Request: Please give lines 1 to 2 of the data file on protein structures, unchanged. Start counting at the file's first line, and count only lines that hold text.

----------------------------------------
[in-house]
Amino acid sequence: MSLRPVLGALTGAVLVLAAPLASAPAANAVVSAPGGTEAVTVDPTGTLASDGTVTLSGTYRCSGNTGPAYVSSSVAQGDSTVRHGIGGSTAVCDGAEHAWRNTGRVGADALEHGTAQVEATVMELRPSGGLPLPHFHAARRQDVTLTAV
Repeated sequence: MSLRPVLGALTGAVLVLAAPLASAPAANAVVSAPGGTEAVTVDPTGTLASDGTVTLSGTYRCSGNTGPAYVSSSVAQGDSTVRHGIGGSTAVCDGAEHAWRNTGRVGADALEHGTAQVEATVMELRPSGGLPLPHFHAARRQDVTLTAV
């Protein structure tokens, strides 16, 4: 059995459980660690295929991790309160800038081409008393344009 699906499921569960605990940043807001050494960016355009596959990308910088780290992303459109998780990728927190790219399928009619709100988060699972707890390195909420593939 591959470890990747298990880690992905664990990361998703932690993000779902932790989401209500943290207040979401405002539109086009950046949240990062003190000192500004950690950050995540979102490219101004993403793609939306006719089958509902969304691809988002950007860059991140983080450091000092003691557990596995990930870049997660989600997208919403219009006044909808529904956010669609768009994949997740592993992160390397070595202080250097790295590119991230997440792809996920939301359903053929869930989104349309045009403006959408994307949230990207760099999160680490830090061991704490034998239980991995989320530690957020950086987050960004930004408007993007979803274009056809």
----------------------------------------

[in-house]
Amino acid sequence: MSLRPVLGALTGAVLVLAAPLASAPAANAVVSAPGGTEAVTVDPTGTLASDGTVTLSGTYRCSGNTGPAYVSSSVAQGDSTVRHGIGGSTAVCDGAEHAWRNTGRVGADALEHGTAQVEATVMELRPSGGLPLPHFHAARRQDVTLTAV